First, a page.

Thursday, January 05, 2006

From Poverty to Wealth; effort IS required...

The reason I've linked to this article is because it really spoke to me, about poverty, who is in it, for how long, and how they get out.

No one in my family had gone to college before. I dropped out of college. As a result, I worked for over 25 YEARS in grunt jobs that people looked down their noses at. But I did what had to be done. I did without, I saved, I invested in property. Now I'm in my 40s, and I am enjoying a level of prosperity I have EARNED, even without a college education. I find that I am now actually envied by people who did NOTHING to improve their own situation in life. I worked hard, they hardly worked. They may see what I have and think it's unfair, but I wasn't "lucky", I was diligent.

This article points out the reality of economics, and why the amount of people who STAY in poverty is much smaller than the media reports, and the actual reasons why they stay there.

The poverty hype
by Walter E. Williams

Despite claims that the rich get richer and the poor get poorer, poverty is nowhere near the problem it was yesteryear -- at least for those who want to work. Talk about the poor getting poorer tugs at the hearts of decent people and squares nicely with the agenda of big government advocates, but it doesn't square with the facts.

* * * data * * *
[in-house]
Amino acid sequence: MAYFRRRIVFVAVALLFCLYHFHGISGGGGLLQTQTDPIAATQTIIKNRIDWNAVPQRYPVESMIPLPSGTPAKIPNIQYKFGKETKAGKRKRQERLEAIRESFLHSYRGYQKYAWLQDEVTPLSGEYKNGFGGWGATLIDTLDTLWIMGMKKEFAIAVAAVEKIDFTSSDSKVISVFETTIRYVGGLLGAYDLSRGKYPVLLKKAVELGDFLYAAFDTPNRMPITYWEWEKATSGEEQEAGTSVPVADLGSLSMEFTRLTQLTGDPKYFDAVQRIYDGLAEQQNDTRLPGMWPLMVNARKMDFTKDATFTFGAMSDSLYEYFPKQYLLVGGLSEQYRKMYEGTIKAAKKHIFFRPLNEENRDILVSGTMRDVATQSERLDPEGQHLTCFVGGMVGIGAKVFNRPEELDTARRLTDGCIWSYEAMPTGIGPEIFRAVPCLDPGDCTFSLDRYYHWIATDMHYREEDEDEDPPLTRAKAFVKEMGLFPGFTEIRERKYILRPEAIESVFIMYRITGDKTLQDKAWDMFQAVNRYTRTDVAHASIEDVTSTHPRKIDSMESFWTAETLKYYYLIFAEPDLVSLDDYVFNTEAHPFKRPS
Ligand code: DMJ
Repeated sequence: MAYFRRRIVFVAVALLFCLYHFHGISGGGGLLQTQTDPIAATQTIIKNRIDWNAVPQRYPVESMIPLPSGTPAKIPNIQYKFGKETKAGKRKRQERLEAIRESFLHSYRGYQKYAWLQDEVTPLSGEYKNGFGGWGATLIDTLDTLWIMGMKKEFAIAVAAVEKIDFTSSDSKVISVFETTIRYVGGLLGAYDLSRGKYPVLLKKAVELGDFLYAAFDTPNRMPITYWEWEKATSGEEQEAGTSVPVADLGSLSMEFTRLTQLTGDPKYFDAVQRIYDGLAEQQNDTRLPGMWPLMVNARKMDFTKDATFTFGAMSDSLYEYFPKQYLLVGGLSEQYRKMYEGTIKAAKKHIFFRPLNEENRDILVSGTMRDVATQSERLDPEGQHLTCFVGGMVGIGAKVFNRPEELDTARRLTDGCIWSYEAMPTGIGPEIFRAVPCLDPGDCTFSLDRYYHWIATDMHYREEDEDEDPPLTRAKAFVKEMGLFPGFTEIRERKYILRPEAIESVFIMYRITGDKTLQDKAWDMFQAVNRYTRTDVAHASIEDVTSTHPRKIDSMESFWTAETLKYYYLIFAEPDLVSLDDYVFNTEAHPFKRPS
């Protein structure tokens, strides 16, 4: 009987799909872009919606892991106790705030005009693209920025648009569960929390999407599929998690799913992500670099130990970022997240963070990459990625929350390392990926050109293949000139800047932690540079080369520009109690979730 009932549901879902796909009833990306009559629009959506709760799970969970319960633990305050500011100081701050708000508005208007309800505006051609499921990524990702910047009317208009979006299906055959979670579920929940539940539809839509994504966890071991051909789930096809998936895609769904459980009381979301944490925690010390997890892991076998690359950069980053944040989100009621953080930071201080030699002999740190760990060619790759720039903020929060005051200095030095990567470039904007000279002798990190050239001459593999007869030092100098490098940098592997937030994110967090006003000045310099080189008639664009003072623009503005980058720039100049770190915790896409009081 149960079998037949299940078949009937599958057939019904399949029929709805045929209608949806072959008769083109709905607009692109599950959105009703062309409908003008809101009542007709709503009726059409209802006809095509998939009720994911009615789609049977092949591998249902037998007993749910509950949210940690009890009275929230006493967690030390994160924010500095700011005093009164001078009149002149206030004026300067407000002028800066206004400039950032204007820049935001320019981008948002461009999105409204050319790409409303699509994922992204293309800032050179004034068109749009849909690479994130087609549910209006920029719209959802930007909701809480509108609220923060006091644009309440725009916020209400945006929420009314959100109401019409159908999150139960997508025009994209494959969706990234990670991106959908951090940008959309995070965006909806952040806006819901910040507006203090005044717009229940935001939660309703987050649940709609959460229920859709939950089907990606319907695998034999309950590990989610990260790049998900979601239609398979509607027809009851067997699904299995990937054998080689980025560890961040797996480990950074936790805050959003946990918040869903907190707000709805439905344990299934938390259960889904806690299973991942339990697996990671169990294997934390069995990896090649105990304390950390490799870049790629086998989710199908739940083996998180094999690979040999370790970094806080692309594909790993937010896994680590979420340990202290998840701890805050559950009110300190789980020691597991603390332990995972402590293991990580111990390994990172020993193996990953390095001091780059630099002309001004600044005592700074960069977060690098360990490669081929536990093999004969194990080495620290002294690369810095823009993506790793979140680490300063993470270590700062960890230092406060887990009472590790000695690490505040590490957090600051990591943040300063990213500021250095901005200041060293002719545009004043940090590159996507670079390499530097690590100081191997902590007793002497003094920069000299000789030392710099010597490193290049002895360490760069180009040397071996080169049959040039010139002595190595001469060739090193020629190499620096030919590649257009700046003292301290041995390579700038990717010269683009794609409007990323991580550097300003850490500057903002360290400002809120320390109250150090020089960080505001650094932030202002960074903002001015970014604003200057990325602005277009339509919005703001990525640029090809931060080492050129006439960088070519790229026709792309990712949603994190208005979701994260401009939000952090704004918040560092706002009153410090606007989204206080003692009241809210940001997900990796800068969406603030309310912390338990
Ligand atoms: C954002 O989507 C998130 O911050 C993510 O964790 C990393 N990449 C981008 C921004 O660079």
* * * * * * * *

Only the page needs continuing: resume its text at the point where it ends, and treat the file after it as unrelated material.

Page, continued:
Dr. Michael Cox, economic adviser to the Federal Reserve Bank of Dallas, and Richard Alm, a business reporter for the Dallas Morning News, co-authored a 1999 book, "Myths of Rich and Poor: Why We're Better Off Than We Think," that demonstrates the pure nonsense about the claim that the poor get poorer.

The authors analyzed University of Michigan Panel Study of Income Dynamics data that tracked more than 50,000 individual families since 1968. Cox and Alms found: Only five percent of families in the bottom income quintile (lowest 20 percent) in 1975 were still there in 1991. Three-quarters of these families had moved into the three highest income quintiles. During the same period, 70 percent of those in the second lowest income quintile moved to a higher quintile, with 25 percent of them moving to the top income quintile. When the Bureau of Census reports, for example, that the poverty rate in 1980 was 15 percent and a decade later still 15 percent, for the most part they are referring to different people...

The Federal Reserve Bank of Dallas report listed a few no-brainer behaviors consistent with upward income mobility. Households in the top income bracket have 2.1 workers; those in the bottom have 0.6 workers. In the lowest income bracket, 84 percent worked part time; in the highest income bracket, 80 percent worked full time. That translates into: Get a full-time job. Only seven percent of top income earners live in a "nonfamily" household compared to 37 percent of the bottom income category. Translation: Get married. At the time of the study, the unemployment rate in McAllen, Texas, was 17.5 percent, while in Austin, Texas, it was 3.5 percent. Translation: If you can't find a job in one locality, move to where there are jobs...

You can read the complete article HERE.

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